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Many good points being made here. Running good fuel instead of spending time and money diagnosing fuel related issues is worth it to me. That being said when I get fuel I often wonder "is this fuel they are selling me really 90 octane ethanol free? how would a guy know?" Someone that sold me an 038 once gave me an ethanol test kit with the saw - maybe I paid too much and he wanted to make up for it - I never used it. Saw ran great, though. This was down in Illinois too, where they really do have too much corn.

Somewhat to the side, this spring when we were going back to work in the beginnings of a pandemic (tree services were deemed essential in Anchorage) we were also experiencing some pretty low fuel prices ($2.75 down from $3.50 something!) so the boss decided to stock up on 90 octane ethanol free. He got 5 55 gallon drums at the yard filled up by the local fuel company we get diesel from, stuck a hand pump in one of them and slid the locker with all the 2 cycle mix and bar oil over by it. Coming out of three months of hibernation or winter jobs as we do, no one noticed the first jug of mix was pretty smoky. The next one was real smoky and the new guy got yelled at and lectured some about the importance of mix ratios. Myself and another fellow with years of experience very carefully mixed the next, it was real smoky too. After work that day asked the boss where he got the barrels - "oh i hauled some diesel in them when i brought my boat up last summer..." It didnt seem like enough diesel to make that much of a difference but the next day when the foreman called the fuel company and found out they don't sell gasoline products nor have a truck dedicated to that we all had a real good belly laugh and were not bothered much by mosquitoes at all.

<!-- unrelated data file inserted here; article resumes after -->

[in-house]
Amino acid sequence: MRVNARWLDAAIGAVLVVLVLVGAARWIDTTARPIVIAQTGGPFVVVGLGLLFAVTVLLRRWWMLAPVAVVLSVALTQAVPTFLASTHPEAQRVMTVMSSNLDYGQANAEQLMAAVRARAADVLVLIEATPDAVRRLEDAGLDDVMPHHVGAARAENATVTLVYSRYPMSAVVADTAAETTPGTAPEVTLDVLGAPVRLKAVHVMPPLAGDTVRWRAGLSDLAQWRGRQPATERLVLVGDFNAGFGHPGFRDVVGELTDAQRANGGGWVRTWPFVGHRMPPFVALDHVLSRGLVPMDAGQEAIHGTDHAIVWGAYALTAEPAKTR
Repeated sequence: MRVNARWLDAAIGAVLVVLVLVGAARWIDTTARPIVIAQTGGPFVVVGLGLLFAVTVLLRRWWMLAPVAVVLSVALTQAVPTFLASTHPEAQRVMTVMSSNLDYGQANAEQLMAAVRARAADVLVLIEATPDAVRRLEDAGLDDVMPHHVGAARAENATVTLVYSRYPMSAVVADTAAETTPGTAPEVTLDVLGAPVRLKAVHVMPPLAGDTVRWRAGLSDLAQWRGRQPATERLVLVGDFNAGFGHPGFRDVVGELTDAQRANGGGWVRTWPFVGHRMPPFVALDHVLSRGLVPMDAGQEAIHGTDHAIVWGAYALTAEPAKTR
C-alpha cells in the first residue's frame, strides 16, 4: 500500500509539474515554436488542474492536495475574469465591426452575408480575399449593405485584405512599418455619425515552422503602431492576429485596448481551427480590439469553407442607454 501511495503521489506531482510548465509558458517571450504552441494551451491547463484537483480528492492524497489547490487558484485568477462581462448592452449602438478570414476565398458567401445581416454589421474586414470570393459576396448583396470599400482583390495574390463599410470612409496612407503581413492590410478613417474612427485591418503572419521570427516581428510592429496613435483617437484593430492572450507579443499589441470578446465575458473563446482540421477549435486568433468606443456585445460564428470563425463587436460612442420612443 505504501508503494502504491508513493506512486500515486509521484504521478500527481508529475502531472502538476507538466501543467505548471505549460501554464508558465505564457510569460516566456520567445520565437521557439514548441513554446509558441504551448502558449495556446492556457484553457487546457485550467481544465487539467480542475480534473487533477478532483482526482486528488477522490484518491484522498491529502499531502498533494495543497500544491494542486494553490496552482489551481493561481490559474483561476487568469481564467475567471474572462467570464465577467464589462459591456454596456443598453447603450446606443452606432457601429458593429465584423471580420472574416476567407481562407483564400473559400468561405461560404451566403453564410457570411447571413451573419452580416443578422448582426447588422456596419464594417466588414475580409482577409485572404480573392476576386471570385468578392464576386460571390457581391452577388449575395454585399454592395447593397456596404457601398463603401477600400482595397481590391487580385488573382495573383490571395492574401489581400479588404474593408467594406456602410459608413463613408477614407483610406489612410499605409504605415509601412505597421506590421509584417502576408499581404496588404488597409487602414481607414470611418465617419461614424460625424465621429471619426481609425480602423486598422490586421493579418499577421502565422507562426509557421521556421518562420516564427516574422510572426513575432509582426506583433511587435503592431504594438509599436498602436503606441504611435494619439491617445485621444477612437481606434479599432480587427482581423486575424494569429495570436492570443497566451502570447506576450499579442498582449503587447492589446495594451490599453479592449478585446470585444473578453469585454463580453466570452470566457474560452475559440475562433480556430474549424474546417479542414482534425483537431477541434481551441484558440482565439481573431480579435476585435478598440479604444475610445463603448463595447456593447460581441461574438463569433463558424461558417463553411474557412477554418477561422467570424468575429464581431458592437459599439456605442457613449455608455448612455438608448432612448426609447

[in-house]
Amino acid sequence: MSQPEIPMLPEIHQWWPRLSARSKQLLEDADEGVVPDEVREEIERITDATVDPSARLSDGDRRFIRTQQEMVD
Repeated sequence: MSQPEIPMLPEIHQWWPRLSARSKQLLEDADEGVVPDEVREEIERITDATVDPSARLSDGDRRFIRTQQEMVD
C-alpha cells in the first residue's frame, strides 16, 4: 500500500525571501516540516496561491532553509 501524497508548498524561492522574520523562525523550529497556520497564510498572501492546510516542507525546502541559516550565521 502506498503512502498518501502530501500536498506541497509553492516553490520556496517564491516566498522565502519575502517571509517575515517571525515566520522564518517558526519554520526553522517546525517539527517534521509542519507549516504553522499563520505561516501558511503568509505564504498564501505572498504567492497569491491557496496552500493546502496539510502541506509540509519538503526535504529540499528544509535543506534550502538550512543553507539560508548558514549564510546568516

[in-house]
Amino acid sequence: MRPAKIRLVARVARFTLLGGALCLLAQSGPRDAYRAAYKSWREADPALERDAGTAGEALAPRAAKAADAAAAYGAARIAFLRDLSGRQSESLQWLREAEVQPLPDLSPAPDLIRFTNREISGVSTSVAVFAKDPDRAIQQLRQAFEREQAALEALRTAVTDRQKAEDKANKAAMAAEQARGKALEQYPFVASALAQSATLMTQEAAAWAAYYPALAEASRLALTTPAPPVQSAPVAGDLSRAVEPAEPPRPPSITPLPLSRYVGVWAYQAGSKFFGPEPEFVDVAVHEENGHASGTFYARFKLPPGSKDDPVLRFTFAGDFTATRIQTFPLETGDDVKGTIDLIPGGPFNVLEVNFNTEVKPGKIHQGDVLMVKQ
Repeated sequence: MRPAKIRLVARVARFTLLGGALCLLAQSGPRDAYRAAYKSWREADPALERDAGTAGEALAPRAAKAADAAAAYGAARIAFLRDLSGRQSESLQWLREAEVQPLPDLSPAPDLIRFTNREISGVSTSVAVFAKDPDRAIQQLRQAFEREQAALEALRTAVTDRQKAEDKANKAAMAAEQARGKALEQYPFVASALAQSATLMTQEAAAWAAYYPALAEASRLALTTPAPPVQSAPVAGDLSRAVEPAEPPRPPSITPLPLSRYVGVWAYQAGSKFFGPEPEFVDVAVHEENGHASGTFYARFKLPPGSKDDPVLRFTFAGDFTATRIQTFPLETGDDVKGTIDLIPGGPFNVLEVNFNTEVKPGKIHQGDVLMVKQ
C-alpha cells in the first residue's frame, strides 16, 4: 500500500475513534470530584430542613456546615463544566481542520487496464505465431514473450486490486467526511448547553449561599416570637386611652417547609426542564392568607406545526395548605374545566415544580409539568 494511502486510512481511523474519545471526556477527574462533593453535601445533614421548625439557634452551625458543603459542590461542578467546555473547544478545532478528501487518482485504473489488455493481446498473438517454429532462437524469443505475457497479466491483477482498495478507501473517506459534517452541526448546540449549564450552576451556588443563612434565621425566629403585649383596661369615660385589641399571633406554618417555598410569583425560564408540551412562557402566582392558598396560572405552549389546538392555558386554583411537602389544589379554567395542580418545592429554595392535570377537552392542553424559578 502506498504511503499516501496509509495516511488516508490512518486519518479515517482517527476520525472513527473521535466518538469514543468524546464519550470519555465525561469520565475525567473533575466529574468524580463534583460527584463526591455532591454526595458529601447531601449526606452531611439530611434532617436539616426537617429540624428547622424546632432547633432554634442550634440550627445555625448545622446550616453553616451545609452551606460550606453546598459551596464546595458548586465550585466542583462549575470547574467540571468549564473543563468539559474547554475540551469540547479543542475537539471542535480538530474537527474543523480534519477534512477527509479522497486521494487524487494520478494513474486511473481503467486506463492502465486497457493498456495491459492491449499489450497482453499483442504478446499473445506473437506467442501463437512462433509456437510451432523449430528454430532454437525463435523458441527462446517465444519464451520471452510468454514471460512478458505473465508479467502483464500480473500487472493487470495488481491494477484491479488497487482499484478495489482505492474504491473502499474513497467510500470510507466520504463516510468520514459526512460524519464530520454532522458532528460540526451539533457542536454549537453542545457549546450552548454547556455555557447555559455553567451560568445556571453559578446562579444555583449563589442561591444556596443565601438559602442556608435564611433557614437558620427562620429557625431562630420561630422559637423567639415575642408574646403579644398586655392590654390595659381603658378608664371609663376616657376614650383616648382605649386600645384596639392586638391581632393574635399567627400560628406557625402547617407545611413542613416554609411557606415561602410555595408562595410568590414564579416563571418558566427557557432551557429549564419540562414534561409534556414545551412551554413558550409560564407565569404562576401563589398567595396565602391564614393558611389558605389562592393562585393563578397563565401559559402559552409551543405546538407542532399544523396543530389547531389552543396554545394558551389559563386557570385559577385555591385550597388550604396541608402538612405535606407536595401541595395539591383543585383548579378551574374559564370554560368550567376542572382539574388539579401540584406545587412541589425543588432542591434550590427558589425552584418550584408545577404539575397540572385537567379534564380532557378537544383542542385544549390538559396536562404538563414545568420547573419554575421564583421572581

still not sure what that fuel blend was, and I only melted one spark plug that summer.
 
CausticUC

CausticUC

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Being Anchorage, you know it's likely a mix of boat fuel, aviation, bunker and whatever collected in the tanks. The warning is to never run your tanks dry! Same warning goes for the Yukon.

Alsska the land of the marine highway and the last stop before Russia!